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but he also has now members from sdikts that joe biden wants, from new members from new york, other parts in the country that they don't want to go nearly as far as some of the conservatives are going. if kevin mccarthy is trying to push forward, on issues from immigration to the i.r.s., that will still be very complicated. that will still require a significant amount of negotiation behind the scenes, mccarthy so even if he does get the speakership, which is his first task, doing the art of legislating will be incredibly complicating on basic messaging issues, let alone the major issues like avoiding a debt default next year or funding the government, things that they absolutely have to do in which democrats will be at odds, particularly if they try to do things with the debt limit that they don't like. so we're looking at probably two
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years of legislative gridlock in a difficult time for the republicans to negotiate here as they deal with a narrow majority here. >> manu, stand by. i want to go back to jeremy diamond at the white house. i understand you're getting a statement, jeremy? >> yeah, wolf. we just got a statement from president biden on this projection that republicans will indeed control the house of representatives next year. this is what the president says. he says, last week's elections demonstrated the strength and resilience of american democracy. he says that there was a strong rejection of election deniers, political violence, and intimidation. he says it was an emphatic statement that in america the will of the people prevails. he goes on to congratulate leader mccarthy on republicans winning the house majority and says that he's ready to work with house republicans to deliver results for working families. and finally he says, quote, in this election, voters spoke clearly about their concerns, the need to lower costs, protect the right to choose, and preserve our democracy.
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as i said last week, the future is too promising to be trapped in political warfare. the american people want us to get things done for them. they want us to focus on the issues that matter to them and on making their lives better. i will work with anyone, republican or democrat, willing to work with me, to deliver results for them. and that last part, wolf, exactly the point that i was making earlier, which is this idea that the president is going to go into this power-sharing divided government situation that he is now facing by focusing on the fact that he is ready, he is ready to negotiate, he is ready to deal with americans, to address fundamental concerns. he is then going to put that onus on republicans to then deal with him as well. this is the president setting the table, of course. now on what areas specifically president biden is willing to compromise, he really hasn't laid those out. he has laid out red lines, though, on abortion, national abortion ban, and cuts to social security and medicare where he said he would veto any of that
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legislation. so, again, very serious negotiations are sure to be ahead, and very contentious ones as well. >> indeed. jeff zeleny you're watching all of this unfold. very important dramatic developments unfolding. a very detailed statement released by the white house in the name of the president of the united states. i assume they just assume that kevin mccarthy will be the speaker. >> they do assume it, but they don't know. [ laughter ] and president biden, of course, has been in this town long enough. we should also point out election day was his 50th anniversary of being first elected to the senate. so he has seen divided government up close. last week he said he didn't have much of a relationship with kevin mccarthy. of course, he came into power after senator biden, then vice president biden was largely out. but he's about to develop one. and i am told that the white house is going to have meetings like we saw in the obama era of the top four, they call it, the speaker, the ranking democrat from the house and senate. so we'll see this relationship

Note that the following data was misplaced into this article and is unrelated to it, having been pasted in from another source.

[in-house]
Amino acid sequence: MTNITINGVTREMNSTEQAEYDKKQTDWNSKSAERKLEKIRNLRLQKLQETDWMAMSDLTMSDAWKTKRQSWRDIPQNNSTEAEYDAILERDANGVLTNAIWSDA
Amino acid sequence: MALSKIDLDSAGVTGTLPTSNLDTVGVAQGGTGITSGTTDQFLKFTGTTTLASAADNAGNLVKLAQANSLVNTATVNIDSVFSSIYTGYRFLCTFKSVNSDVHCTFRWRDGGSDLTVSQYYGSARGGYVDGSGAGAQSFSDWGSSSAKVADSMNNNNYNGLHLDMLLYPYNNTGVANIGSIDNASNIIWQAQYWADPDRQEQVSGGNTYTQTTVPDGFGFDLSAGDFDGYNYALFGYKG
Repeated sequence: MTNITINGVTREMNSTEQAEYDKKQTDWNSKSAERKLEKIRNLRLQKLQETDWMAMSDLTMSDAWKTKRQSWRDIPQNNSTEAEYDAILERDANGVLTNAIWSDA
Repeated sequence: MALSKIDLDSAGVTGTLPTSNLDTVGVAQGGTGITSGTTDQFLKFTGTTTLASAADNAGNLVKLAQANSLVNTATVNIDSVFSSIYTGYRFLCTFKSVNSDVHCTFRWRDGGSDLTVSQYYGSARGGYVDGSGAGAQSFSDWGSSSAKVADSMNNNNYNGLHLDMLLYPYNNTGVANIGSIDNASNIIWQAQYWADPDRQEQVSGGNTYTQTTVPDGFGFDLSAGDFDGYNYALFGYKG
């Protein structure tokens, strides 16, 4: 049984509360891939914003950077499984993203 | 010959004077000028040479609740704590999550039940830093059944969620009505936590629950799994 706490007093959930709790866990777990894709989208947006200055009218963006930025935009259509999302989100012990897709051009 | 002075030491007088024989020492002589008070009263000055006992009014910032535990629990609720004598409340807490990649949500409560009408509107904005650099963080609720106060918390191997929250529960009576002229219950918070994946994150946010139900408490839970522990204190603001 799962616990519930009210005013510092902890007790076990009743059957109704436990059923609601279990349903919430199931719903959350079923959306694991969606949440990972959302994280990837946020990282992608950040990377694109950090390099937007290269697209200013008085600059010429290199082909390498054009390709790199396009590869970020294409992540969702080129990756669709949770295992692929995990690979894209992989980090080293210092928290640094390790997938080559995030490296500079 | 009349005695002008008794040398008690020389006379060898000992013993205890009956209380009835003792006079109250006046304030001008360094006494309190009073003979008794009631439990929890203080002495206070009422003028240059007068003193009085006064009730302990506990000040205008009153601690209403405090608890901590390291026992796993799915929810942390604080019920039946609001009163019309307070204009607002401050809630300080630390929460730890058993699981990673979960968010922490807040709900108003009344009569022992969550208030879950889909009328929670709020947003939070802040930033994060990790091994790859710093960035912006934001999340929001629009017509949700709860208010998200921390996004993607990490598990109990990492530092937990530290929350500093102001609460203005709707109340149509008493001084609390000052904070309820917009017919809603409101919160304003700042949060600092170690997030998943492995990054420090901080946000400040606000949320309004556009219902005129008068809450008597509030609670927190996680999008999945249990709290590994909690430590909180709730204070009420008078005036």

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build. if kevin mccarthy is the speaker, or whoever is, that makes it difficult every time they go to the white house. but we've seen it in years past that presidents can be elevated by divided government. look at bill clinton, barack obama, george w. bush, to an extent. so it's a new moment in washington. it's difficult in some respects for the white house with these investigations and these hearings. but it's also an opportunity for this president to try and work together with them. it's kind of interesting it's coming at the end of the week here when everything seems, you know, familiar with president trump back in the ring again, mitch mcconnell being elected. but this is a new era. we're on a new moment here. for the president, no one has more experience dealing with a divided congress. so we will see how this works. but it's going to be a fascinating new congress with the white house. >> jamie, i was the white house correspondent during the bill clinton administration. and after that first midterm
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when the democrats got crushed, he immediately began working very closely with the new house speaker newt gingrich and they got a lot done, democratic president and newt gingrich during that era. >> to your point, to jeff's point, yes, i think that's where you will see joe biden go. but we in 2022 are in very, very different waters. and while the biden white house just released that statement, you might want to take a look at kevin mccarthy's twitter feed. his penned tweet. this is the thing he wants everyone to say is not exactly the same message. president biden is trying to divide and deflect at a time when america needs to unite because he can't talk about his policies that have driven up the cost of living. the american people aren't buying it. so all i would say is not so fast. >> well, he's still running for a job. and that was from a week ago. but he still is very much in the